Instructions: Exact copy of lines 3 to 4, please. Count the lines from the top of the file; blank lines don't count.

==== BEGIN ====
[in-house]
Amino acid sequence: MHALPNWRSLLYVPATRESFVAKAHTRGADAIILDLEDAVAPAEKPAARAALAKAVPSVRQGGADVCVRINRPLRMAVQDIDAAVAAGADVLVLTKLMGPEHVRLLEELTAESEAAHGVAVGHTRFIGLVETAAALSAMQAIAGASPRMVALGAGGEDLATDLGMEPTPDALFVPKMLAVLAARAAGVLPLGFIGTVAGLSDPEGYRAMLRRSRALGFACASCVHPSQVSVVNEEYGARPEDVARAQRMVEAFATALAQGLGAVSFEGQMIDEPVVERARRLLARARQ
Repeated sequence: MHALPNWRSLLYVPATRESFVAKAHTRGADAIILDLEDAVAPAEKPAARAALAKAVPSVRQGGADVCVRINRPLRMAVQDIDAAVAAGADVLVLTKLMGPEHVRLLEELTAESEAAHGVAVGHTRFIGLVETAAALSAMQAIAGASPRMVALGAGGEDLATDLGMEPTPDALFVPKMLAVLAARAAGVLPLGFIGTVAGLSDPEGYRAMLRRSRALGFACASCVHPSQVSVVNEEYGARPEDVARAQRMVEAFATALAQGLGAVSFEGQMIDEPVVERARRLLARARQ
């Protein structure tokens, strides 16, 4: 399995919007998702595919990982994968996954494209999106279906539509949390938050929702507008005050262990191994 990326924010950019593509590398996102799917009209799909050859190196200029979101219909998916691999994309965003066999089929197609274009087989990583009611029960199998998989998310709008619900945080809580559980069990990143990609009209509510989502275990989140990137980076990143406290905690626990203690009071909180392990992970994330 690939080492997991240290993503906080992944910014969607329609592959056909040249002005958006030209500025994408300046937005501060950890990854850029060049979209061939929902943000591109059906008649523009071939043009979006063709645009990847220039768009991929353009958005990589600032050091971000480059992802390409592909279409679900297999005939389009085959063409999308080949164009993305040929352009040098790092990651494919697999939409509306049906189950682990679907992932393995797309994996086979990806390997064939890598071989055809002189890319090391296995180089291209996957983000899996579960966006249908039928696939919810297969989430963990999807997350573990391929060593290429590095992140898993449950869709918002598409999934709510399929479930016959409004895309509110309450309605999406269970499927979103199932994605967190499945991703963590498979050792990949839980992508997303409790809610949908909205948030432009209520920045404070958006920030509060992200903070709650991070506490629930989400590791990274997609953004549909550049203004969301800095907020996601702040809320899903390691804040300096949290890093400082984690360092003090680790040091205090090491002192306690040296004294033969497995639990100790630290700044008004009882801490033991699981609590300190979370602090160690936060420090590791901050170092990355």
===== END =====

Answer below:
Repeated sequence: MHALPNWRSLLYVPATRESFVAKAHTRGADAIILDLEDAVAPAEKPAARAALAKAVPSVRQGGADVCVRINRPLRMAVQDIDAAVAAGADVLVLTKLMGPEHVRLLEELTAESEAAHGVAVGHTRFIGLVETAAALSAMQAIAGASPRMVALGAGGEDLATDLGMEPTPDALFVPKMLAVLAARAAGVLPLGFIGTVAGLSDPEGYRAMLRRSRALGFACASCVHPSQVSVVNEEYGARPEDVARAQRMVEAFATALAQGLGAVSFEGQMIDEPVVERARRLLARARQ
């Protein structure tokens, strides 16, 4: 399995919007998702595919990982994968996954494209999106279906539509949390938050929702507008005050262990191994 990326924010950019593509590398996102799917009209799909050859190196200029979101219909998916691999994309965003066999089929197609274009087989990583009611029960199998998989998310709008619900945080809580559980069990990143990609009209509510989502275990989140990137980076990143406290905690626990203690009071909180392990992970994330 690939080492997991240290993503906080992944910014969607329609592959056909040249002005958006030209500025994408300046937005501060950890990854850029060049979209061939929902943000591109059906008649523009071939043009979006063709645009990847220039768009991929353009958005990589600032050091971000480059992802390409592909279409679900297999005939389009085959063409999308080949164009993305040929352009040098790092990651494919697999939409509306049906189950682990679907992932393995797309994996086979990806390997064939890598071989055809002189890319090391296995180089291209996957983000899996579960966006249908039928696939919810297969989430963990999807997350573990391929060593290429590095992140898993449950869709918002598409999934709510399929479930016959409004895309509110309450309605999406269970499927979103199932994605967190499945991703963590498979050792990949839980992508997303409790809610949908909205948030432009209520920045404070958006920030509060992200903070709650991070506490629930989400590791990274997609953004549909550049203004969301800095907020996601702040809320899903390691804040300096949290890093400082984690360092003090680790040091205090090491002192306690040296004294033969497995639990100790630290700044008004009882801490033991699981609590300190979370602090160690936060420090590791901050170092990355």